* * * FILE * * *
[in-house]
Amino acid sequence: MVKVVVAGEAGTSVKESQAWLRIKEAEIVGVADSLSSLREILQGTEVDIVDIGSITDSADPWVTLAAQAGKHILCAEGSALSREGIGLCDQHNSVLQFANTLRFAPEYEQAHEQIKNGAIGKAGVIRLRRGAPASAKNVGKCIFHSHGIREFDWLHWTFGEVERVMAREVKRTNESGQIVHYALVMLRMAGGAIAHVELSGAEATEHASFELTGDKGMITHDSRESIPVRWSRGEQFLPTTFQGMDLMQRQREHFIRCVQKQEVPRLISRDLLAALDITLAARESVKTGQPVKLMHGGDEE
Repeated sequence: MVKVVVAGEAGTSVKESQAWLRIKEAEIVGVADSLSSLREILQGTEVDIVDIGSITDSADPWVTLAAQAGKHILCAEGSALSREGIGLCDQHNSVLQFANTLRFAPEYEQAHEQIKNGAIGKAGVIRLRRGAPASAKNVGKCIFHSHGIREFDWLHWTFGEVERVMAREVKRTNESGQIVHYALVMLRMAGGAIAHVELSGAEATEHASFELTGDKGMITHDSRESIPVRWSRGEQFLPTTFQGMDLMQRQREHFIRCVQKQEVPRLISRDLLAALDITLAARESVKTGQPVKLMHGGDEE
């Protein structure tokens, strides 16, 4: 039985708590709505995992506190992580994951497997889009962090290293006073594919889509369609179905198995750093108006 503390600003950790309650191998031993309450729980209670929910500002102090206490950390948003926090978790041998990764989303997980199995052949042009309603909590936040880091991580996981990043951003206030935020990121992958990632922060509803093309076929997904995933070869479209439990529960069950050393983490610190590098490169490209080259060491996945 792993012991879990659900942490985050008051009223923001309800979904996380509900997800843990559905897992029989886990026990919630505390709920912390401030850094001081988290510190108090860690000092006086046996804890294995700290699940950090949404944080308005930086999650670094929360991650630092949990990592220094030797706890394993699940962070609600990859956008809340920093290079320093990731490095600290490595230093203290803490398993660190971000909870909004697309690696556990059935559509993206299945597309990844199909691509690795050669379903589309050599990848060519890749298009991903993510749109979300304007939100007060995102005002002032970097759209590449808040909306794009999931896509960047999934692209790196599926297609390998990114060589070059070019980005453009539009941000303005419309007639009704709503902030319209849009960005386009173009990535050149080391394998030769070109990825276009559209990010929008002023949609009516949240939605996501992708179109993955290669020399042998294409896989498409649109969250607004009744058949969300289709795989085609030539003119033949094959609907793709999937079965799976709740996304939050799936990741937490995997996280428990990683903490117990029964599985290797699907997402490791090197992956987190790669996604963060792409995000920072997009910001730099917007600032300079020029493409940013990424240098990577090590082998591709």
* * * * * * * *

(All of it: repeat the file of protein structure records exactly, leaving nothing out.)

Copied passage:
[in-house]
Amino acid sequence: MVKVVVAGEAGTSVKESQAWLRIKEAEIVGVADSLSSLREILQGTEVDIVDIGSITDSADPWVTLAAQAGKHILCAEGSALSREGIGLCDQHNSVLQFANTLRFAPEYEQAHEQIKNGAIGKAGVIRLRRGAPASAKNVGKCIFHSHGIREFDWLHWTFGEVERVMAREVKRTNESGQIVHYALVMLRMAGGAIAHVELSGAEATEHASFELTGDKGMITHDSRESIPVRWSRGEQFLPTTFQGMDLMQRQREHFIRCVQKQEVPRLISRDLLAALDITLAARESVKTGQPVKLMHGGDEE
Repeated sequence: MVKVVVAGEAGTSVKESQAWLRIKEAEIVGVADSLSSLREILQGTEVDIVDIGSITDSADPWVTLAAQAGKHILCAEGSALSREGIGLCDQHNSVLQFANTLRFAPEYEQAHEQIKNGAIGKAGVIRLRRGAPASAKNVGKCIFHSHGIREFDWLHWTFGEVERVMAREVKRTNESGQIVHYALVMLRMAGGAIAHVELSGAEATEHASFELTGDKGMITHDSRESIPVRWSRGEQFLPTTFQGMDLMQRQREHFIRCVQKQEVPRLISRDLLAALDITLAARESVKTGQPVKLMHGGDEE
């Protein structure tokens, strides 16, 4: 039985708590709505995992506190992580994951497997889009962090290293006073594919889509369609179905198995750093108006 503390600003950790309650191998031993309450729980209670929910500002102090206490950390948003926090978790041998990764989303997980199995052949042009309603909590936040880091991580996981990043951003206030935020990121992958990632922060509803093309076929997904995933070869479209439990529960069950050393983490610190590098490169490209080259060491996945 792993012991879990659900942490985050008051009223923001309800979904996380509900997800843990559905897992029989886990026990919630505390709920912390401030850094001081988290510190108090860690000092006086046996804890294995700290699940950090949404944080308005930086999650670094929360991650630092949990990592220094030797706890394993699940962070609600990859956008809340920093290079320093990731490095600290490595230093203290803490398993660190971000909870909004697309690696556990059935559509993206299945597309990844199909691509690795050669379903589309050599990848060519890749298009991903993510749109979300304007939100007060995102005002002032970097759209590449808040909306794009999931896509960047999934692209790196599926297609390998990114060589070059070019980005453009539009941000303005419309007639009704709503902030319209849009960005386009173009990535050149080391394998030769070109990825276009559209990010929008002023949609009516949240939605996501992708179109993955290669020399042998294409896989498409649109969250607004009744058949969300289709795989085609030539003119033949094959609907793709999937079965799976709740996304939050799936990741937490995997996280428990990683903490117990029964599985290797699907997402490791090197992956987190790669996604963060792409995000920072997009910001730099917007600032300079020029493409940013990424240098990577090590082998591709």